Schoolchildren to be fingerprinted in Big Brother-style shake-up
Up to 5.9million children face having their fingerprints taken by schools in another move towards a 'Big Brother' society.
Pupils will have to hand over their biometric details simply to borrow library books or gain access to school dinners.
A million children's fingerprints are believed to have been taken already, some without parental approval and even by 'con tricks' such as pretend spy games.
Freedom of Information data obtained by the Tories reveals a further 4.9 million sets of prints could now be added to school computers after the vast majority of local education authorities sanctioned the practice.
Critics say it is part of a 'softening-up' exercise to condition children to accept a creeping surveillance society. They also point to the danger of identity theft, if hackers manage to access school databases.
Phil Booth, of the NO2ID campaign, said: "This is an abrogation of moral duty. Schools should be teaching children to look after their biometric information.
"They are going to grow up in a world where keeping it secure is enormously important, yet they are being taught that it is OK to hand it over for the most trivial of matters. It is a disgrace."
He added the Government could ultimately seek access to huge amounts of sensitive information by the 'back door'.
More than 3,500 schools already use systems which allow pupils to take out books by scanning their thumbprints instead of using a card. The technique is also being used in dinner queues.
Now the Conservatives have surveyed every education authority in the country to see if they allow the practice. Only 39 of the 171 that replied said they do not allow it. This means that up to 17,000 schools, with a total of 5.9million children, may already be allowed to fingerprint.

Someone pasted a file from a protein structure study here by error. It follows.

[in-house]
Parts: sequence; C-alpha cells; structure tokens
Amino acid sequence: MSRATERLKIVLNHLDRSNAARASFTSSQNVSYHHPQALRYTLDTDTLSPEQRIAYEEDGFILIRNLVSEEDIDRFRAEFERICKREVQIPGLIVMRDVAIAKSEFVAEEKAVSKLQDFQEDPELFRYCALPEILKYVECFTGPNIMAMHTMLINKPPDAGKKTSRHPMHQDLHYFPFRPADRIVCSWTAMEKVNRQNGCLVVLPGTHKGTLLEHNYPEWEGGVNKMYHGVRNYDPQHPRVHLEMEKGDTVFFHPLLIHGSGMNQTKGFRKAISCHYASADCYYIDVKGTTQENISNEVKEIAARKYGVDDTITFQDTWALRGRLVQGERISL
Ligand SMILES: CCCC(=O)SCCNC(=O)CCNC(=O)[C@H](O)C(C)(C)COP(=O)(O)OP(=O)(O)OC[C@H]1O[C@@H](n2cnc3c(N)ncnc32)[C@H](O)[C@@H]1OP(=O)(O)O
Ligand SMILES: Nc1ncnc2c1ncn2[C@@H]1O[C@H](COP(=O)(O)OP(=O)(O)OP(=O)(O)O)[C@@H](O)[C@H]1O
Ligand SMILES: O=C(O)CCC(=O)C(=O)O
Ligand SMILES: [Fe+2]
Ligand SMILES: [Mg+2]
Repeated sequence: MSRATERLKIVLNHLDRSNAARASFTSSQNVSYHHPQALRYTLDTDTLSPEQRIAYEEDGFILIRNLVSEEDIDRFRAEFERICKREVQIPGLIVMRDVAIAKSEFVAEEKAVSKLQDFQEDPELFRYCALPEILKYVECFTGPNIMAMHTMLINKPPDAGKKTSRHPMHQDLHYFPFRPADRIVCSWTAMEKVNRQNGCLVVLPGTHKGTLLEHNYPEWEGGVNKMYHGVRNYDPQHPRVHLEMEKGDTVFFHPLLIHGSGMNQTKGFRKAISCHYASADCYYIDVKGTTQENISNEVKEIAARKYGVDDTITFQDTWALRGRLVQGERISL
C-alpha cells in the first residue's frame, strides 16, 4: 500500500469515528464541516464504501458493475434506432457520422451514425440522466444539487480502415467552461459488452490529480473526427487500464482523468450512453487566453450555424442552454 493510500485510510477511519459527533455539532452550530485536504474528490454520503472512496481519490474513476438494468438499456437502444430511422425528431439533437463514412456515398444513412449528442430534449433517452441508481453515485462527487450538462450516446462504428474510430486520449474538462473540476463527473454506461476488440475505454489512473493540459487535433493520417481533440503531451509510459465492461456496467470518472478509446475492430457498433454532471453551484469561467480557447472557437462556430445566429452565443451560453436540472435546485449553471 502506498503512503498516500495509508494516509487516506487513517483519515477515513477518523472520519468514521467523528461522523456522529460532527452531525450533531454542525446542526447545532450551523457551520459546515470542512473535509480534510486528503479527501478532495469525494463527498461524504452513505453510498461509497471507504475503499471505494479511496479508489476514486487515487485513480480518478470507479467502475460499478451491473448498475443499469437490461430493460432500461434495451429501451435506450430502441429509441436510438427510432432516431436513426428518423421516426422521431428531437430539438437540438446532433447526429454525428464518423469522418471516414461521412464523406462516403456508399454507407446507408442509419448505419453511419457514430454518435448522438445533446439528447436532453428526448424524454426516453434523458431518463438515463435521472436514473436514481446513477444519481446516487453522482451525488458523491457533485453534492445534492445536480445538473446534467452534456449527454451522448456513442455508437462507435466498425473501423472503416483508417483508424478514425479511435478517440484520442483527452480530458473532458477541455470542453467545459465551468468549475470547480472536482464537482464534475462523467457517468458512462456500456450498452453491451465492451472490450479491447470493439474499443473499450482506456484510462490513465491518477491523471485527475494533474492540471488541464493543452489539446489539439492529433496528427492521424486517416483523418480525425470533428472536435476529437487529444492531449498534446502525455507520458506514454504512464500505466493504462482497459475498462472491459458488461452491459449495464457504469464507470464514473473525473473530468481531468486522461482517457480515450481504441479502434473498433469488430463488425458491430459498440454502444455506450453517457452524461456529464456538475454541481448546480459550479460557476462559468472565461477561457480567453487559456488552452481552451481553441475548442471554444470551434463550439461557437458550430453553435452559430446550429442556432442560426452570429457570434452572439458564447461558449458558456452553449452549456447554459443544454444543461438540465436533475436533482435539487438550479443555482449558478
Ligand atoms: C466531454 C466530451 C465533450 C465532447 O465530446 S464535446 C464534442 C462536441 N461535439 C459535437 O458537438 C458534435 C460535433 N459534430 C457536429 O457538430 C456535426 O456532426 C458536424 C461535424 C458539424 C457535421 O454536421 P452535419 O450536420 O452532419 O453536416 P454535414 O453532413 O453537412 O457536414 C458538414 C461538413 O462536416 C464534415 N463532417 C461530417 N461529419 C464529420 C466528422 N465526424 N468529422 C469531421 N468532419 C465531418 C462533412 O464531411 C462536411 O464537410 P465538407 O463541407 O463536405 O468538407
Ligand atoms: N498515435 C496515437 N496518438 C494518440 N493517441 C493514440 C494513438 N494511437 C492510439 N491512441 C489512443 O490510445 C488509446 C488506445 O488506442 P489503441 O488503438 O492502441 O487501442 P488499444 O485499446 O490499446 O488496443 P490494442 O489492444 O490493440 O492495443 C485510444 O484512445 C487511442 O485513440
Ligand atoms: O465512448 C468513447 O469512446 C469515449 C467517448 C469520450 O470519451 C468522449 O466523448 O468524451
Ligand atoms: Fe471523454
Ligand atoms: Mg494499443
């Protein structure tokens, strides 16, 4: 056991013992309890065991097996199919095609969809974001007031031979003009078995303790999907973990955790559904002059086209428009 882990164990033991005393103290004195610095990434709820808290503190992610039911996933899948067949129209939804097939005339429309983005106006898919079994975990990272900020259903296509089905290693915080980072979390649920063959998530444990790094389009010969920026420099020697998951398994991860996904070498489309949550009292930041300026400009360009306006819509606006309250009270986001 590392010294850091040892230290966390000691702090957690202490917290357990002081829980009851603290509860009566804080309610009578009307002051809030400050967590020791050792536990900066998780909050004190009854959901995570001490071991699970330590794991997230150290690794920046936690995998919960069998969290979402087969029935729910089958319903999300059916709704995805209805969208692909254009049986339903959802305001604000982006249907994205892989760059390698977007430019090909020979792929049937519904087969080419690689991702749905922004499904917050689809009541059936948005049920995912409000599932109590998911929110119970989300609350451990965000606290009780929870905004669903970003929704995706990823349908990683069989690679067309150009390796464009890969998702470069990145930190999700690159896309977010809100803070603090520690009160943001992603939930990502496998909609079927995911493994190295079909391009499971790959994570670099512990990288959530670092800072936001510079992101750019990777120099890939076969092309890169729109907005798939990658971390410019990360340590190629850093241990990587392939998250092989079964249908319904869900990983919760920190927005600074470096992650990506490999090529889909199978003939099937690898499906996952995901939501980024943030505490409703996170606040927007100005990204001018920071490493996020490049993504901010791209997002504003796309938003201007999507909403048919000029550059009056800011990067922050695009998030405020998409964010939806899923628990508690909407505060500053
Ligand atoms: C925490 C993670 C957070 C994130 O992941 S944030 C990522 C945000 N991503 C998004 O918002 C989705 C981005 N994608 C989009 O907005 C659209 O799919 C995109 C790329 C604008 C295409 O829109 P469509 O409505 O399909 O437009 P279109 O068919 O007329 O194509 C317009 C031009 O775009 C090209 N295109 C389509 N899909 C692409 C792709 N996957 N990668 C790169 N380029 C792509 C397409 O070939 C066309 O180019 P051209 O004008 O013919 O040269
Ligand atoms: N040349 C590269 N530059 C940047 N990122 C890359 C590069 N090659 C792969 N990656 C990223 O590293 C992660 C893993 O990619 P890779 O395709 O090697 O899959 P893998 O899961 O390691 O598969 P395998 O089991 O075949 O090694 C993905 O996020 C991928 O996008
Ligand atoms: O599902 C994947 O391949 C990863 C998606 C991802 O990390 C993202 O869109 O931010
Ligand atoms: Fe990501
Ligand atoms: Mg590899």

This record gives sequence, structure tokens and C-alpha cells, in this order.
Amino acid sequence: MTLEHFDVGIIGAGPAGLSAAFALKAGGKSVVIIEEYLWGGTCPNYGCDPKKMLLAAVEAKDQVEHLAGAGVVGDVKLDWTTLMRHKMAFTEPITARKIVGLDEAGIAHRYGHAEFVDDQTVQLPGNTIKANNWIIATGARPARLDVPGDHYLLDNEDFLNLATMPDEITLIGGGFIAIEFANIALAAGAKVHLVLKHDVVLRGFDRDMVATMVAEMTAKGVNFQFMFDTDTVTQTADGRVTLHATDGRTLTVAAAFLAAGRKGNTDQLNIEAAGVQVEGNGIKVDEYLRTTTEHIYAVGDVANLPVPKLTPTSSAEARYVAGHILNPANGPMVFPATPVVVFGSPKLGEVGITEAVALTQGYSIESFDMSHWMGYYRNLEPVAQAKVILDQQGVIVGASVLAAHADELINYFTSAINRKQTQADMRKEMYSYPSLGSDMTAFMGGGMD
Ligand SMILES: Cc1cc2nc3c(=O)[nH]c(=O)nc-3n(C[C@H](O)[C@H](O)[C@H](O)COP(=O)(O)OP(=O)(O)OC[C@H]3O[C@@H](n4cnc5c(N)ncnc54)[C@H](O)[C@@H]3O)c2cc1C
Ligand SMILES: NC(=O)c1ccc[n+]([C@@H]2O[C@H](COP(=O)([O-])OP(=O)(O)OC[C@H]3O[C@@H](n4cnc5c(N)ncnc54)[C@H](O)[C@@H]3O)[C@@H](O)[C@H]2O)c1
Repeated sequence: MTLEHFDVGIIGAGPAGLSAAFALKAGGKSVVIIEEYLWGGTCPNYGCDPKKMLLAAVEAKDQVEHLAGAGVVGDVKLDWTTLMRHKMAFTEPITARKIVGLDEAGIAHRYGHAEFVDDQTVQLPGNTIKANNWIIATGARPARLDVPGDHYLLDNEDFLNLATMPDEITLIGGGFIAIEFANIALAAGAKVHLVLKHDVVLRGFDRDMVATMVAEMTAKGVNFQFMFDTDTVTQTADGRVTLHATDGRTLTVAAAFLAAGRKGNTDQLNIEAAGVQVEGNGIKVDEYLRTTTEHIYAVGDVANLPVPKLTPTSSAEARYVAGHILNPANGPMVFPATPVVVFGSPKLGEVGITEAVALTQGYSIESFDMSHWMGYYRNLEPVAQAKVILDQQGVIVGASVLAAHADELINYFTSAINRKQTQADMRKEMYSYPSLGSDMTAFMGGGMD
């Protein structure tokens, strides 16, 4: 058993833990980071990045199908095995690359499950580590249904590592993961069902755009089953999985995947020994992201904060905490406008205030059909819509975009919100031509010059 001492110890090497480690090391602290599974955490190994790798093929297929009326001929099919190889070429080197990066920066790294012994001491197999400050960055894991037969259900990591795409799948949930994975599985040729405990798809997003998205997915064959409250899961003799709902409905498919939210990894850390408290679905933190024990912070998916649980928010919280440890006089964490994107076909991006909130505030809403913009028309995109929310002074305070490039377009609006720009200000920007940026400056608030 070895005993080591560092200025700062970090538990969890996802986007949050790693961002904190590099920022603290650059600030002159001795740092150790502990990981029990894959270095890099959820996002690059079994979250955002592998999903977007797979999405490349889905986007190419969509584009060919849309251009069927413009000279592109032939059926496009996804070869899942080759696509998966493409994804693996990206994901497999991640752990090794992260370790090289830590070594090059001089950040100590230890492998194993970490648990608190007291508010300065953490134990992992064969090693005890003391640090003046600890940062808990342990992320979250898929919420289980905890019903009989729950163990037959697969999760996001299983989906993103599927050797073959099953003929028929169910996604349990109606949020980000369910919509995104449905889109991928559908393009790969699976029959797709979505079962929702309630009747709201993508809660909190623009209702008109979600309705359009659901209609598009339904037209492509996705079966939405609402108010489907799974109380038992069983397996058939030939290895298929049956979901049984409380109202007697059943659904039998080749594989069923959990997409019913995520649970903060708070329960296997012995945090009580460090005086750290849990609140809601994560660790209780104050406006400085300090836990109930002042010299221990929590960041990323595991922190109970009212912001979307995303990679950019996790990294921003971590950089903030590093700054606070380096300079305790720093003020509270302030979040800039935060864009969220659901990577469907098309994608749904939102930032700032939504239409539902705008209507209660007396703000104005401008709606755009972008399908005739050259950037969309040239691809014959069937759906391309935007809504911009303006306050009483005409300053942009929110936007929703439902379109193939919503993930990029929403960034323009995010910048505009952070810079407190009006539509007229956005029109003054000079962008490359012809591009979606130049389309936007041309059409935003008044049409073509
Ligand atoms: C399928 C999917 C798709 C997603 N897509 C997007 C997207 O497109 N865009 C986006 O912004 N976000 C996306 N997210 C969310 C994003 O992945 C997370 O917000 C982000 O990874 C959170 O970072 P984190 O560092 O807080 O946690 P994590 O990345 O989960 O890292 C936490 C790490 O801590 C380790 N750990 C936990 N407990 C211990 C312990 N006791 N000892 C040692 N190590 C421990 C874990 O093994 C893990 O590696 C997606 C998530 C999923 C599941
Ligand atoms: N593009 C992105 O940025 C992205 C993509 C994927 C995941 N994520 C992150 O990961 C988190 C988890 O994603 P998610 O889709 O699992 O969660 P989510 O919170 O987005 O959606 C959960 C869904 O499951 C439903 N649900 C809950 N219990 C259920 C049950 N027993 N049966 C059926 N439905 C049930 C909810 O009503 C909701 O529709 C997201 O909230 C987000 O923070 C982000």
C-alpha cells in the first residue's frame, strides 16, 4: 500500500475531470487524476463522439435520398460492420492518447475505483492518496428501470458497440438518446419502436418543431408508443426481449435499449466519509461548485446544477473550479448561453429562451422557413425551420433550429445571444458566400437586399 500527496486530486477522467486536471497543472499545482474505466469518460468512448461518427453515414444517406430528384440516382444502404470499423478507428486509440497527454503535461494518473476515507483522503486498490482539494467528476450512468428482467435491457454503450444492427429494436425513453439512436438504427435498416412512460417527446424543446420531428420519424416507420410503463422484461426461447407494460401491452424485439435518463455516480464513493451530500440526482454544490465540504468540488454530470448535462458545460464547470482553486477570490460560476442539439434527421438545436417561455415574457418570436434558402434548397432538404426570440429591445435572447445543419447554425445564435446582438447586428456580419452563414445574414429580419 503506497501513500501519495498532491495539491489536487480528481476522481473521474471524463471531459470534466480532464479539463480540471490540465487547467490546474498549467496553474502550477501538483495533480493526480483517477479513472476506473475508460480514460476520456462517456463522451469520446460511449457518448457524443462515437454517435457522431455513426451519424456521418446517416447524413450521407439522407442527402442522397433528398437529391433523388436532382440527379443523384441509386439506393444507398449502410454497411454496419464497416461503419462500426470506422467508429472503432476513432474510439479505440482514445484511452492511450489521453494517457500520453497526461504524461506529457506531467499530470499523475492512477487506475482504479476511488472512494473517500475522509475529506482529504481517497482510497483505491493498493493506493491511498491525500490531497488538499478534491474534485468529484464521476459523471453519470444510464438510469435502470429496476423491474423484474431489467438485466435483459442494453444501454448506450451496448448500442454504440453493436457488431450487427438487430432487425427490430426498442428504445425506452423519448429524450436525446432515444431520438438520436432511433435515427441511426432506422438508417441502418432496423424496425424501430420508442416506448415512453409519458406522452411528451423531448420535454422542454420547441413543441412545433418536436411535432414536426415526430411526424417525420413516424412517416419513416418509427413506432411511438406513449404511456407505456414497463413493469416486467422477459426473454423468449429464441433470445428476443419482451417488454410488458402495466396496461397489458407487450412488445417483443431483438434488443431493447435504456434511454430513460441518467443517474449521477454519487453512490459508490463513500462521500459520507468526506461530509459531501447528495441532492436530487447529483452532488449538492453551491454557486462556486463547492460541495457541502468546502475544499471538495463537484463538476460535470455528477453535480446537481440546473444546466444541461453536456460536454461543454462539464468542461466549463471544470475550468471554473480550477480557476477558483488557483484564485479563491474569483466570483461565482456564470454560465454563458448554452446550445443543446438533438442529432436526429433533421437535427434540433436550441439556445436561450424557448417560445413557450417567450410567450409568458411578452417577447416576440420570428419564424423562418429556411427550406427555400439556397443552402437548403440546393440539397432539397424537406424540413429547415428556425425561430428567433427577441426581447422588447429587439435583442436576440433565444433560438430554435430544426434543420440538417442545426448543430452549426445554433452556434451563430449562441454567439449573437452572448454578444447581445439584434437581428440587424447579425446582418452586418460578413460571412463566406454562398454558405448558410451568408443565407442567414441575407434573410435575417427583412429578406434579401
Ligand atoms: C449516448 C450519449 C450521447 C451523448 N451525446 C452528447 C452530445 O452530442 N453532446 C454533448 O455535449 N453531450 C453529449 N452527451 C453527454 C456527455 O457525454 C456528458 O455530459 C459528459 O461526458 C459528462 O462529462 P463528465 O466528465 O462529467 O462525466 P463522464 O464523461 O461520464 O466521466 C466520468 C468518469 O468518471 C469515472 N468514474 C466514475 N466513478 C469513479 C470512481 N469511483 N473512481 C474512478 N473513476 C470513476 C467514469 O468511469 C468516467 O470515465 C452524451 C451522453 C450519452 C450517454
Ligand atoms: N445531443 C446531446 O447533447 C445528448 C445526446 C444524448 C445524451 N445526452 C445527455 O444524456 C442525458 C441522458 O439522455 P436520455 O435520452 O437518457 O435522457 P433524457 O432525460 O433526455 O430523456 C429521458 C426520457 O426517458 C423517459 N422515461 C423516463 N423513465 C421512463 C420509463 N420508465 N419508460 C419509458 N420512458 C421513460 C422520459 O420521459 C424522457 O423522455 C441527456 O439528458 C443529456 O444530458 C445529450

The Tories say that, in some cases, it is being done without parents' permission. Last month, it emerged a primary school headmaster had persuaded pupils to give their prints by pretending they were playing at being spies.
He reportedly told youngsters at Ghyllside Primary School in Kendal, Cumbria, it was 'just a game ... so there's no need to tell your parents'. The prints are used to operate the school's new library system.
Tory frontbencher Damian Green called for a new code to protect youngsters, consisting of the following four points:
• No fingerprinting of children without prior parental consent;
• Coding of information so that no child can be identified from the school database;
• Information should be used only for purposes specified by the school in advance;
• All data to be destroyed when the child leaves the school.
Mr Green said: "Schools use fingerprints as security for libraries, and sometimes to allow access to canteens. If parents have given permission, this is acceptable, but only on strict conditions that every school should follow.
"We must not allow children to assume they are growing up in a world where their private information belongs to someone else. The surveillance state is creeping up on us, and it needs resisting."
Participating schools, however, insist there is nothing 'sinister' going on, and that fingerprints are destroyed when the child leaves. They insist it makes libraries a 'cool' place to visit.
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